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Donna F. Edwards

image of Donna Edwards

Donna Edwards was the first African American woman elected to represent Maryland in the United States Congress. She was born in Yanceyville, North Carolina, and grew up in a military family. A graduate of Thomas Stone High School in Charles County, Maryland, she earned B.A. degrees in both English and Spanish from Wake Forest University, where she was one of only six black women in the class of 1980. She completed her final year of study at the University of Salamanca in Spain. She is the mother of one son, who is the light of her life.

Congresswoman Edwards began her career at the United Nations Development Program and also worked for the Lockheed Corporation at the Goddard Space Flight Center with the Spacelab program. She earned a Juris Doctorate degree in 1989 from the University of New Hampshire School of Law (formerly the Franklin Pierce Law Center), and held a summer clerkship in the office of Delegate Albert Wynn and the Women’s Equity Action League.

Congresswoman Edwards worked as an attorney in private practice, clerked for a District of Columbia Superior Court Judge, and worked as a public interest lawyer. She co-founded and led the National Network to End Domestic Violence, spearheading the effort to pass the Violence Against Women Act in 1994. She was the executive director of the Arca Foundation and Center for a New Democracy and was a tireless advocate for Public Citizen, a consumer advocacy non-profit organization. A member of the Diversity Leadership Council for the Maryland Democratic Party, she also served on the board of directors for the League of Conservation Voters and Common Cause, and currently serves on the John F. Kennedy Library Profiles in Courage Awards Committee.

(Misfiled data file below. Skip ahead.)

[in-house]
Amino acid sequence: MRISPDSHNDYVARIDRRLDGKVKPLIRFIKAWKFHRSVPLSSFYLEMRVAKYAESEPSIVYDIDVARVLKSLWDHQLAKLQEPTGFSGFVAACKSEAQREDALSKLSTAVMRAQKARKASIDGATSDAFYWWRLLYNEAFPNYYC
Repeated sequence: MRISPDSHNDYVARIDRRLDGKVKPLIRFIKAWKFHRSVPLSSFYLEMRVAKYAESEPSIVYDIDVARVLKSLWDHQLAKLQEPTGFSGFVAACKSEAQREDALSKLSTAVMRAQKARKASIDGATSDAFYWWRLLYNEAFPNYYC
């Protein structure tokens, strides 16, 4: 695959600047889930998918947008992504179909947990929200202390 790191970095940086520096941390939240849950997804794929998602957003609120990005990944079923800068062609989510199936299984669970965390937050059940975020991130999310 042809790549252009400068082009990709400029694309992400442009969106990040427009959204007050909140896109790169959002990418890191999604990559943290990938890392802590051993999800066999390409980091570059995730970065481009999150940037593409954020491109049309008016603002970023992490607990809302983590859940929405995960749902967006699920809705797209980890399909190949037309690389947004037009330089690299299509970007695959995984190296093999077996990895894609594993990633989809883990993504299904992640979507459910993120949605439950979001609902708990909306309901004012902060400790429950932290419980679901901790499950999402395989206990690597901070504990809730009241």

Elected in a special election in June 2008, Ms. Edwards served five terms in Congress. She served on the Committee on Transportation and Infrastructure, Committee on Standards and Official Conduct, the Tom Lantos Human Rights Commission, and the Committee on Science, Space and Technology, serving as the lead Democrat on the Subcommittee on Space. In her last term, Congresswoman Edwards was a member of the Democratic leadership team as co-chair of the House Democrat’s Steering and Policy Committee.

Her first act in Congress was to add Maryland to the Afterschool Suppers Program, ensuring student access to nutritional dinners, and to afterschool and youth development programs in schools located in low-income areas. She secured a provision in the Affordable Care Act to hold insurance companies accountable for unjustified rate increases. She was a strong advocate for investing in historically black colleges, protecting women’s reproductive rights, and protecting the Social Security and Medicare programs. Congresswoman Edwards championed legislation to reduce opioid overdose, to ensure quality, affordable child care, to end the federal death penalty, and to provide education opportunities to incarcerated and formerly incarcerated individuals. She was the first member of Congress to introduce a constitutional amendment to repeal the Supreme Court’s landmark Citizens United decision. In 2014, as chair of the Democratic women of the House of Representatives, Congresswoman Edwards launched the Women’s Economic Agenda for equal pay, affordable childcare and women’s economic security.

Biography courtesy of the Maryland Commission for Women, 2017.

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